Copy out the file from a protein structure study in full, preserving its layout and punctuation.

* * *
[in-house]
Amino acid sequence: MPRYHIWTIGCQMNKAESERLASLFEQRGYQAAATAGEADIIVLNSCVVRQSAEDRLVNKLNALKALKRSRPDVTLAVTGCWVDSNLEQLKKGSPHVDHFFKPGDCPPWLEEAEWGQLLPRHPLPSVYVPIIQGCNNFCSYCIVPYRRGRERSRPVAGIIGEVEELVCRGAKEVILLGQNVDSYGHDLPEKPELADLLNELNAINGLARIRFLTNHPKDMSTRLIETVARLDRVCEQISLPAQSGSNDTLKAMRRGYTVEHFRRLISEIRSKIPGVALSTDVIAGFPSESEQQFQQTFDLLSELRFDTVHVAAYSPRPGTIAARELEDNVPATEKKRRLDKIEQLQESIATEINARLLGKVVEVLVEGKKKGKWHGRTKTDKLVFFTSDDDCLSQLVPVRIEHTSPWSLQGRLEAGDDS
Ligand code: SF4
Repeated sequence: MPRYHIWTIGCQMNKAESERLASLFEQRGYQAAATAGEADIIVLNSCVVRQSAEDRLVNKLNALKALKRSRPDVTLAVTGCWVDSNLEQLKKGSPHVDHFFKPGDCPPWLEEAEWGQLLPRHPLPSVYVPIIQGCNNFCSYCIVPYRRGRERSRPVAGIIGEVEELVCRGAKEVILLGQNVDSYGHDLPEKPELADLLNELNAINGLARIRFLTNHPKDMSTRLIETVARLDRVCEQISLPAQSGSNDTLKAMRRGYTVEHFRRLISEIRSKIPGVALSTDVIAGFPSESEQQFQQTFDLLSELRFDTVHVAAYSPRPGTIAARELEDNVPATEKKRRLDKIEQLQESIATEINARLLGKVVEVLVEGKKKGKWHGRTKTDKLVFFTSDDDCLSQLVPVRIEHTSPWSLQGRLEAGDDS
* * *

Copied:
[in-house]
Amino acid sequence: MPRYHIWTIGCQMNKAESERLASLFEQRGYQAAATAGEADIIVLNSCVVRQSAEDRLVNKLNALKALKRSRPDVTLAVTGCWVDSNLEQLKKGSPHVDHFFKPGDCPPWLEEAEWGQLLPRHPLPSVYVPIIQGCNNFCSYCIVPYRRGRERSRPVAGIIGEVEELVCRGAKEVILLGQNVDSYGHDLPEKPELADLLNELNAINGLARIRFLTNHPKDMSTRLIETVARLDRVCEQISLPAQSGSNDTLKAMRRGYTVEHFRRLISEIRSKIPGVALSTDVIAGFPSESEQQFQQTFDLLSELRFDTVHVAAYSPRPGTIAARELEDNVPATEKKRRLDKIEQLQESIATEINARLLGKVVEVLVEGKKKGKWHGRTKTDKLVFFTSDDDCLSQLVPVRIEHTSPWSLQGRLEAGDDS
Ligand code: SF4
Repeated sequence: MPRYHIWTIGCQMNKAESERLASLFEQRGYQAAATAGEADIIVLNSCVVRQSAEDRLVNKLNALKALKRSRPDVTLAVTGCWVDSNLEQLKKGSPHVDHFFKPGDCPPWLEEAEWGQLLPRHPLPSVYVPIIQGCNNFCSYCIVPYRRGRERSRPVAGIIGEVEELVCRGAKEVILLGQNVDSYGHDLPEKPELADLLNELNAINGLARIRFLTNHPKDMSTRLIETVARLDRVCEQISLPAQSGSNDTLKAMRRGYTVEHFRRLISEIRSKIPGVALSTDVIAGFPSESEQQFQQTFDLLSELRFDTVHVAAYSPRPGTIAARELEDNVPATEKKRRLDKIEQLQESIATEINARLLGKVVEVLVEGKKKGKWHGRTKTDKLVFFTSDDDCLSQLVPVRIEHTSPWSLQGRLEAGDDS